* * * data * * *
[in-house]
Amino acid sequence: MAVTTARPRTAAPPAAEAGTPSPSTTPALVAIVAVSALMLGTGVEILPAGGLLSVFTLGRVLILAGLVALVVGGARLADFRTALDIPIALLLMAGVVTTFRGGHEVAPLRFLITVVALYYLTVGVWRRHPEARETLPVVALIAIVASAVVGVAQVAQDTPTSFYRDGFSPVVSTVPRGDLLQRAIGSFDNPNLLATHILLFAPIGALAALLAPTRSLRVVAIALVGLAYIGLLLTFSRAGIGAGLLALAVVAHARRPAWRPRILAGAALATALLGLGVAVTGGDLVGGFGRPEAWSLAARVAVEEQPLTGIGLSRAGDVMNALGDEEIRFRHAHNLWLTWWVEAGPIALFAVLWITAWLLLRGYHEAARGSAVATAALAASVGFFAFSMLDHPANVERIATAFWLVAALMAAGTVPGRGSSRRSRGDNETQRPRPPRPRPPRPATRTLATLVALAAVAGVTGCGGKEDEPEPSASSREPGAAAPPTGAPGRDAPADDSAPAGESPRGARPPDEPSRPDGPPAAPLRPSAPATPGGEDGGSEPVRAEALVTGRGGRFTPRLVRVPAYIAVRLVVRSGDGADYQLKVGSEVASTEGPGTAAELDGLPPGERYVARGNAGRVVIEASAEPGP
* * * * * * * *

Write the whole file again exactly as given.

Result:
[in-house]
Amino acid sequence: MAVTTARPRTAAPPAAEAGTPSPSTTPALVAIVAVSALMLGTGVEILPAGGLLSVFTLGRVLILAGLVALVVGGARLADFRTALDIPIALLLMAGVVTTFRGGHEVAPLRFLITVVALYYLTVGVWRRHPEARETLPVVALIAIVASAVVGVAQVAQDTPTSFYRDGFSPVVSTVPRGDLLQRAIGSFDNPNLLATHILLFAPIGALAALLAPTRSLRVVAIALVGLAYIGLLLTFSRAGIGAGLLALAVVAHARRPAWRPRILAGAALATALLGLGVAVTGGDLVGGFGRPEAWSLAARVAVEEQPLTGIGLSRAGDVMNALGDEEIRFRHAHNLWLTWWVEAGPIALFAVLWITAWLLLRGYHEAARGSAVATAALAASVGFFAFSMLDHPANVERIATAFWLVAALMAAGTVPGRGSSRRSRGDNETQRPRPPRPRPPRPATRTLATLVALAAVAGVTGCGGKEDEPEPSASSREPGAAAPPTGAPGRDAPADDSAPAGESPRGARPPDEPSRPDGPPAAPLRPSAPATPGGEDGGSEPVRAEALVTGRGGRFTPRLVRVPAYIAVRLVVRSGDGADYQLKVGSEVASTEGPGTAAELDGLPPGERYVARGNAGRVVIEASAEPGP